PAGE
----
What are intrinsically disordered proteins (IDPs)? And how do they differ from ordered proteins? 

Jenny Pham


May 18, 2024

Over the past two decades the functions and importance of intrinsically disordered proteins (IDPs) have become more widely appreciated, reflected in the persistent increase in their appearance in the peer-reviewed literature (Figure 1). This increased attention is reflected in the rise of articles being published that discuss how attractive IDPs are as drug targets [1]. But, despite the knowledge we have gained, there is still a lot more to learn about this important class of proteins. In this article we explain what IDPs are and how they differ from ordered globular proteins, both in terms of structure and their key characteristics.

IDP proteins- publications

Figure 1: A graph showing the number of publications covering IDPs over time. Data sourced from:  https://pubmed.ncbi.nlm.nih.gov/?term=intrinsically+disordered+protein

What are IDPs?

IDPs and proteins with intrinsically disordered regions (IDRs) make up around 30% of the human proteome [2]. The key characteristic of IDPs and IDRs is that they do not fold spontaneously into single, well-defined 3D structures, but instead fluctuate between multiple conformations. IDPs/IDRs cannot be readily characterized by the traditional methods of structural biology and so new technologies to investigate their structure and behavior are being sought.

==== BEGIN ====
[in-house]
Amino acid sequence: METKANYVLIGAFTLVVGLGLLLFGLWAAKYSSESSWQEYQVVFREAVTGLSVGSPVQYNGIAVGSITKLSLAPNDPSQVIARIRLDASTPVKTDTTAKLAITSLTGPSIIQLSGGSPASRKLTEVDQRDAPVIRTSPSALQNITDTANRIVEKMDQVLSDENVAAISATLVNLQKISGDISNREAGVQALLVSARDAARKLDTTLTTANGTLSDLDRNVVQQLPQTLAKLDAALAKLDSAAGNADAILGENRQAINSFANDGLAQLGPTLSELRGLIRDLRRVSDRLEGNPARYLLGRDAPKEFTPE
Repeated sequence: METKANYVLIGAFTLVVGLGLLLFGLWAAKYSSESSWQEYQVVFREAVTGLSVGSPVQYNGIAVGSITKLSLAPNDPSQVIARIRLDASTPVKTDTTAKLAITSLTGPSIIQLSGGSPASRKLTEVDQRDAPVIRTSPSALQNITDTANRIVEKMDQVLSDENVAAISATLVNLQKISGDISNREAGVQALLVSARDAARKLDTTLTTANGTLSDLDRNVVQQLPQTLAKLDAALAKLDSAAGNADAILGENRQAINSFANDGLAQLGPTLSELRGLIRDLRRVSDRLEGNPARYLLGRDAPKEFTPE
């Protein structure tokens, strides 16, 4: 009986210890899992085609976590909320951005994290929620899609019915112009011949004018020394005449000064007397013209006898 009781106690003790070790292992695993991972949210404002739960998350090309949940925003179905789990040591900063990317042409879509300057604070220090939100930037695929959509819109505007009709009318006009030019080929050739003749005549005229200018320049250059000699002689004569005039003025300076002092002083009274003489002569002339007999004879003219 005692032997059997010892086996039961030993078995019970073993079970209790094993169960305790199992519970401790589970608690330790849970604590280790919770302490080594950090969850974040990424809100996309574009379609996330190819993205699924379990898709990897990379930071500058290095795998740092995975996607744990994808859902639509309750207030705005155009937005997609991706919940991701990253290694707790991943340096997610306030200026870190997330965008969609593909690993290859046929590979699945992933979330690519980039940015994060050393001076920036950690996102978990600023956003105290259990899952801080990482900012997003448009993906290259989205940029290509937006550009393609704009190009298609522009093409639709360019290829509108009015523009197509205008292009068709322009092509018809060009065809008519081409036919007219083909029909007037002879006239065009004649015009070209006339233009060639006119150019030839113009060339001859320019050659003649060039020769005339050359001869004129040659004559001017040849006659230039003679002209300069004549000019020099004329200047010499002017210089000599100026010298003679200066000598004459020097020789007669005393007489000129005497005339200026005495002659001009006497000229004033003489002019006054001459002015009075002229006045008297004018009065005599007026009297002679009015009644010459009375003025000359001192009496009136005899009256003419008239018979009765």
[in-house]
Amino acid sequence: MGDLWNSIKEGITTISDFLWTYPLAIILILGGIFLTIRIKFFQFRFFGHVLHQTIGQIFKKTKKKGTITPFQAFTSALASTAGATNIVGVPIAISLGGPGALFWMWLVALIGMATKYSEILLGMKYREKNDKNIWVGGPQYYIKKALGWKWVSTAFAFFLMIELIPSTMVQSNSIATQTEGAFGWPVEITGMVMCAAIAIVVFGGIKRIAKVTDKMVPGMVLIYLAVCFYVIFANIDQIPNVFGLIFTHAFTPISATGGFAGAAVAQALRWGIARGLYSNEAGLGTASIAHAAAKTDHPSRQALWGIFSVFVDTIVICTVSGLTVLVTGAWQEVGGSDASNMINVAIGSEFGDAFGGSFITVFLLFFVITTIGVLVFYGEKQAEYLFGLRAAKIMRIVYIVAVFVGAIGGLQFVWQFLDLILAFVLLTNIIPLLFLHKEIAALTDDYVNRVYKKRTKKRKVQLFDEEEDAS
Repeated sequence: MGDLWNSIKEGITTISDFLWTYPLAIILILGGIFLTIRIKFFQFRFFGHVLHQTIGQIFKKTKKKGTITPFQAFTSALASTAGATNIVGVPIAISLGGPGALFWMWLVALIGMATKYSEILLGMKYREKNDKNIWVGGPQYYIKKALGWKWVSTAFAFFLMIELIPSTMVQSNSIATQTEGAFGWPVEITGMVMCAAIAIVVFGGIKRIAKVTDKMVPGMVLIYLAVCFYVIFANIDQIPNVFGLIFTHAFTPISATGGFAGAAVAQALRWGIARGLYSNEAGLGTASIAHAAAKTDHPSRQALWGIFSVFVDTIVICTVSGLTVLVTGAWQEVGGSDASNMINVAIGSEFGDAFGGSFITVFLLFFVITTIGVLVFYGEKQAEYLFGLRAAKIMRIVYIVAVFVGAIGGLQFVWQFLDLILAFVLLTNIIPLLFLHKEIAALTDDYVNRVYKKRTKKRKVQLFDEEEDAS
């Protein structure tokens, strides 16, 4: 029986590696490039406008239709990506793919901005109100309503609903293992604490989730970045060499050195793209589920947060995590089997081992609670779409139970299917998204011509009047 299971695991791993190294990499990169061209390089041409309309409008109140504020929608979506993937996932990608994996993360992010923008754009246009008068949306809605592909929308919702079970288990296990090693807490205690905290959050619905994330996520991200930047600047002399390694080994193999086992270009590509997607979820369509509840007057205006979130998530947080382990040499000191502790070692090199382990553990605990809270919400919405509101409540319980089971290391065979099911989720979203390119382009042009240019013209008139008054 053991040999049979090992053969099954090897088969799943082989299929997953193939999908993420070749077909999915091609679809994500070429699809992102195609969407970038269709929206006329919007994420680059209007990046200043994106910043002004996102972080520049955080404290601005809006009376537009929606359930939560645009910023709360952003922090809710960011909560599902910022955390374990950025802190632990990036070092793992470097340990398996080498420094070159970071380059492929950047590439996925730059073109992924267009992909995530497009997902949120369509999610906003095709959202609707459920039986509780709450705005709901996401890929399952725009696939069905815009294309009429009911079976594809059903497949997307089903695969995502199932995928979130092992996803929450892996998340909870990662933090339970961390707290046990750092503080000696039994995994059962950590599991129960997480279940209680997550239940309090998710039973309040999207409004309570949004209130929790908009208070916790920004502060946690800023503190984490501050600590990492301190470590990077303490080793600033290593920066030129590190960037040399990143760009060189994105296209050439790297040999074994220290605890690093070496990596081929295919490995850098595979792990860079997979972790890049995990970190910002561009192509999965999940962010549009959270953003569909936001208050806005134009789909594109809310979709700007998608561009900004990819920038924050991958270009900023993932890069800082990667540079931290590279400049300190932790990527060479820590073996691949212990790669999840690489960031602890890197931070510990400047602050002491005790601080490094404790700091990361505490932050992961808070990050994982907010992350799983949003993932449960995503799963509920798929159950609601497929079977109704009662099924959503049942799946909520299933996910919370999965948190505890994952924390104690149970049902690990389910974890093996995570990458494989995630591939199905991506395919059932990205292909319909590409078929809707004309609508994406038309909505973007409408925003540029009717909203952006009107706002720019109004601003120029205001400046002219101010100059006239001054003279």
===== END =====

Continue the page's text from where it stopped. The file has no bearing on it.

The classical structure-function paradigm where two proteins (with highly structured states determined by their respective amino acid sequences) bind via a “lock and key” model has been taught for more than a century. However, many proteins have been discovered that do not require a unique structure to carry out their function [3]. These types of proteins, that carry structure-independent functions, are classified as IDPs. There are also proteins that exist with both ordered domains and IDRs (Figure 2). One important example is p53. It has IDRs in its N- and C-terminus, which are able to form binding sites for many partner proteins.